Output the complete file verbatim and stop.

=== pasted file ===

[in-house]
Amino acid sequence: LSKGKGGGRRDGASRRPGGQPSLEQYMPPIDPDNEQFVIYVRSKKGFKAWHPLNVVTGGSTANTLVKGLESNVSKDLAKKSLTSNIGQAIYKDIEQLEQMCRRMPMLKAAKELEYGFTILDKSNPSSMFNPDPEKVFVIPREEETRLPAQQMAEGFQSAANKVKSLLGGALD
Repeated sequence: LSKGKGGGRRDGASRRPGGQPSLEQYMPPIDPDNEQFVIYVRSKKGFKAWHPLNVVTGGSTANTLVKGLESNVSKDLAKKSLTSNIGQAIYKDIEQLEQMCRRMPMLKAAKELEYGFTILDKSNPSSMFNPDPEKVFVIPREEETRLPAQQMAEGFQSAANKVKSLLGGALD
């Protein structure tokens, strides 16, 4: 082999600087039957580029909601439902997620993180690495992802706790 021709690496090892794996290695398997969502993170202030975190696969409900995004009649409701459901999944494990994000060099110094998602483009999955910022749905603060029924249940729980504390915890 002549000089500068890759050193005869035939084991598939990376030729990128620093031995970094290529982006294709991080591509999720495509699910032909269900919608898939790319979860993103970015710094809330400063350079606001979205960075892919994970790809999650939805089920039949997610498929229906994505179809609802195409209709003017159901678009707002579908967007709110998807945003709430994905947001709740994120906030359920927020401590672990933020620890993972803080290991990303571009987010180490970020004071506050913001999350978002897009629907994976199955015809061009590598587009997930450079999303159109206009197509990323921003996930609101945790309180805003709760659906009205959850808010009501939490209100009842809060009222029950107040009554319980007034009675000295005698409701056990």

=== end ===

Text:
[in-house]
Amino acid sequence: LSKGKGGGRRDGASRRPGGQPSLEQYMPPIDPDNEQFVIYVRSKKGFKAWHPLNVVTGGSTANTLVKGLESNVSKDLAKKSLTSNIGQAIYKDIEQLEQMCRRMPMLKAAKELEYGFTILDKSNPSSMFNPDPEKVFVIPREEETRLPAQQMAEGFQSAANKVKSLLGGALD
Repeated sequence: LSKGKGGGRRDGASRRPGGQPSLEQYMPPIDPDNEQFVIYVRSKKGFKAWHPLNVVTGGSTANTLVKGLESNVSKDLAKKSLTSNIGQAIYKDIEQLEQMCRRMPMLKAAKELEYGFTILDKSNPSSMFNPDPEKVFVIPREEETRLPAQQMAEGFQSAANKVKSLLGGALD
């Protein structure tokens, strides 16, 4: 082999600087039957580029909601439902997620993180690495992802706790 021709690496090892794996290695398997969502993170202030975190696969409900995004009649409701459901999944494990994000060099110094998602483009999955910022749905603060029924249940729980504390915890 002549000089500068890759050193005869035939084991598939990376030729990128620093031995970094290529982006294709991080591509999720495509699910032909269900919608898939790319979860993103970015710094809330400063350079606001979205960075892919994970790809999650939805089920039949997610498929229906994505179809609802195409209709003017159901678009707002579908967007709110998807945003709430994905947001709740994120906030359920927020401590672990933020620890993972803080290991990303571009987010180490970020004071506050913001999350978002897009629907994976199955015809061009590598587009997930450079999303159109206009197509990323921003996930609101945790309180805003709760659906009205959850808010009501939490209100009842809060009222029950107040009554319980007034009675000295005698409701056990």